News |

Two dead, 7 injured in Hyvinkää shootings

A police officer who arrived on the scene was critically injured. A suspect taken into custody has confessed to police.

Police in Hyvinkää after the shootings in May 2012.
Image: Yle

Police in the town of Hyvinkää, some 50km north of Helsinki, say a young man dressed in military fatigues began shooting with a rifle from the roof of a building in the city centre at 1:53am Saturday.

An 18-year-old woman was killed. Another victim, a 19-year-old man, died later in a hospital. Seven other people have been hospitalised with gunshot wounds, including a 23-year-old woman police trainee, who has critical injuries.

Random targets

The suspect was detained at 7:45am. Police say he is an 18-year-old from Hyvinkää with a “nearly clean” record but no gun license.

According to Police Inspector Markku Tuominen, he acquired the weapons used in the shootings from acquaintances. The gunman used both a small calibre rifle and a larger calibre hunting weapon.

During initial questioning by police, the suspect admitted that he had carried out the shootings. The head of the investigation, Mika Ihaksinen of the National Bureau of Investigation (NBI), said on Saturday afternoon that it was too early to speculate about the gunman's possible motive.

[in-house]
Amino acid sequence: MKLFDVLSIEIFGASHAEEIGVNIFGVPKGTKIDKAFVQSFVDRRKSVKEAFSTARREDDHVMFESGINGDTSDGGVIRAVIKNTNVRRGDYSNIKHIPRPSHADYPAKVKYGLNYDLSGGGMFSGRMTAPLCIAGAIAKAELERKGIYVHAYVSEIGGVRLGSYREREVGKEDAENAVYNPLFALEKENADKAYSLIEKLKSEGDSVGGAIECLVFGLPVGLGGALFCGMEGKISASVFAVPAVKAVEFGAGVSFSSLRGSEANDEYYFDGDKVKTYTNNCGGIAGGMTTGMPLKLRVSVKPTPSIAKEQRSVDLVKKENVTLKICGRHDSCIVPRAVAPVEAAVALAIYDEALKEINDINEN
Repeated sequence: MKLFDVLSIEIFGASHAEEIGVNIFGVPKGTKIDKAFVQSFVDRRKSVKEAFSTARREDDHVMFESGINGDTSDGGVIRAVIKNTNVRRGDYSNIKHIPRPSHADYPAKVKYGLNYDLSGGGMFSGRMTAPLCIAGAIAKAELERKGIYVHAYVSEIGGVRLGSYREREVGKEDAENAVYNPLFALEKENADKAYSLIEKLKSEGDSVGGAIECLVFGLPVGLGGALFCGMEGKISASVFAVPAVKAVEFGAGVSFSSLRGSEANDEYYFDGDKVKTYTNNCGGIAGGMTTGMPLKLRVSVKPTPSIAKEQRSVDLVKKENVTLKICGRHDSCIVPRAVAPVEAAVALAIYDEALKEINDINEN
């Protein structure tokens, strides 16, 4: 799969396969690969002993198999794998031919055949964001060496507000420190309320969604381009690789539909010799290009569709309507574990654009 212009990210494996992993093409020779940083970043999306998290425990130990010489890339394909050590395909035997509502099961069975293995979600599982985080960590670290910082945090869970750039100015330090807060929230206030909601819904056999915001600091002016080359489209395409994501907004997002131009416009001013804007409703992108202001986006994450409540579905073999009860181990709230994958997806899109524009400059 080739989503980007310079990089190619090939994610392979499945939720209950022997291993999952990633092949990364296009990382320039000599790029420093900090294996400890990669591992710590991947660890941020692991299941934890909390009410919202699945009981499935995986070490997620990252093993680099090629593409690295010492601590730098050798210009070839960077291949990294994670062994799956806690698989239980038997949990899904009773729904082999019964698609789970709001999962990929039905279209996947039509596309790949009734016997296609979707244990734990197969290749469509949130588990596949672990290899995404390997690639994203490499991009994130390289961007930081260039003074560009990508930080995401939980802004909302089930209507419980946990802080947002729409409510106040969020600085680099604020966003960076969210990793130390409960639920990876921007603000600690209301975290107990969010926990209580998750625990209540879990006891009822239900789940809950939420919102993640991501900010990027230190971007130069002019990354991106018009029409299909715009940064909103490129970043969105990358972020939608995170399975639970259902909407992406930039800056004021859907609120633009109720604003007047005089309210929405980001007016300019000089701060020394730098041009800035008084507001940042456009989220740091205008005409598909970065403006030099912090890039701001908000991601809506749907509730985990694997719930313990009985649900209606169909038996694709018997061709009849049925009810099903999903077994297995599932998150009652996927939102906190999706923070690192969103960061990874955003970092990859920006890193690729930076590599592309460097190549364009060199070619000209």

"It looks like he shot people on the street at random," said Ihaksinen.

Police say that there was only a single shooter, but it is possible that there may have been other people involved in the incident.

The suspect was captured by police about two kilometres from the scene. He was not armed when found.

President Sauli Niinistö expressed his condolences to the victims and their families on Saturday morning.

Interior Minister Päivi Räsänen praised police for swiftly and successfully dealing with the incident. She added that she believes that the shooting will give even more food for thought to a working group that is currently reviewing reforms to the nation's gun laws.

Latest in: News

Headlines

News

Inflation in Finland - which prices are up and which are down?

Consumer prices in Finland rose 1.2 percent from August 2013 to August 2014. Inflation was very moderate, even though Finland has one of the fastest inflation rates in Europe. Taxes were behind the most dramatic price rises in the last year, but other prices stayed low due to consumer caution, low interest rates and falling commodity prices. See the graph below to gain an understanding of the various inflation rates in the last recorded year.

Our picks

Latest

Muualla Yle.fi:ssä